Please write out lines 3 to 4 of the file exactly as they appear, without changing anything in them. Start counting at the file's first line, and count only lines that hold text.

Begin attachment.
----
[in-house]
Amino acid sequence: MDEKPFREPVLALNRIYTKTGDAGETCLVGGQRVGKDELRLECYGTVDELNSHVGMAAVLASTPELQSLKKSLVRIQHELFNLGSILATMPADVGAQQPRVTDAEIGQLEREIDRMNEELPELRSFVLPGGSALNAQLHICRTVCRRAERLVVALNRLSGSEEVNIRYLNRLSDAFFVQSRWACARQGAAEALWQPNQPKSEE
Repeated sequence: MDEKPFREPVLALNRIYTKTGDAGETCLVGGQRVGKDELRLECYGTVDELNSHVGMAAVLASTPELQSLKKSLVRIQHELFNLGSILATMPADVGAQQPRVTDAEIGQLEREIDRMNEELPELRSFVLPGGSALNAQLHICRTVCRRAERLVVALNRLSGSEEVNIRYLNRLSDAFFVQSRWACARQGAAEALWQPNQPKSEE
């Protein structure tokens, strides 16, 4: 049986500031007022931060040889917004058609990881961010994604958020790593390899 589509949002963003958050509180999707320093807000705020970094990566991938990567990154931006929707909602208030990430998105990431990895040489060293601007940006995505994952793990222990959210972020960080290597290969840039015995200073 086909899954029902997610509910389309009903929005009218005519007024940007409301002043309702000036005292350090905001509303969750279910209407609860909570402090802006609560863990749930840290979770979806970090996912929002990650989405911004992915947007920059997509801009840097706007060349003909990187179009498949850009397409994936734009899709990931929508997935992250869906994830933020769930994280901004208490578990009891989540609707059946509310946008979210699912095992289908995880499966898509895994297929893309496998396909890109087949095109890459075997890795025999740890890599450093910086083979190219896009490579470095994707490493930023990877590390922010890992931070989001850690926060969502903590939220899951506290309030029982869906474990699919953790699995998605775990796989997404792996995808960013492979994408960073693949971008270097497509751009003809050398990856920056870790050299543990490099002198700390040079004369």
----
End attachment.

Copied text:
Repeated sequence: MDEKPFREPVLALNRIYTKTGDAGETCLVGGQRVGKDELRLECYGTVDELNSHVGMAAVLASTPELQSLKKSLVRIQHELFNLGSILATMPADVGAQQPRVTDAEIGQLEREIDRMNEELPELRSFVLPGGSALNAQLHICRTVCRRAERLVVALNRLSGSEEVNIRYLNRLSDAFFVQSRWACARQGAAEALWQPNQPKSEE
């Protein structure tokens, strides 16, 4: 049986500031007022931060040889917004058609990881961010994604958020790593390899 589509949002963003958050509180999707320093807000705020970094990566991938990567990154931006929707909602208030990430998105990431990895040489060293601007940006995505994952793990222990959210972020960080290597290969840039015995200073 086909899954029902997610509910389309009903929005009218005519007024940007409301002043309702000036005292350090905001509303969750279910209407609860909570402090802006609560863990749930840290979770979806970090996912929002990650989405911004992915947007920059997509801009840097706007060349003909990187179009498949850009397409994936734009899709990931929508997935992250869906994830933020769930994280901004208490578990009891989540609707059946509310946008979210699912095992289908995880499966898509895994297929893309496998396909890109087949095109890459075997890795025999740890890599450093910086083979190219896009490579470095994707490493930023990877590390922010890992931070989001850690926060969502903590939220899951506290309030029982869906474990699919953790699995998605775990796989997404792996995808960013492979994408960073693949971008270097497509751009003809050398990856920056870790050299543990490099002198700390040079004369």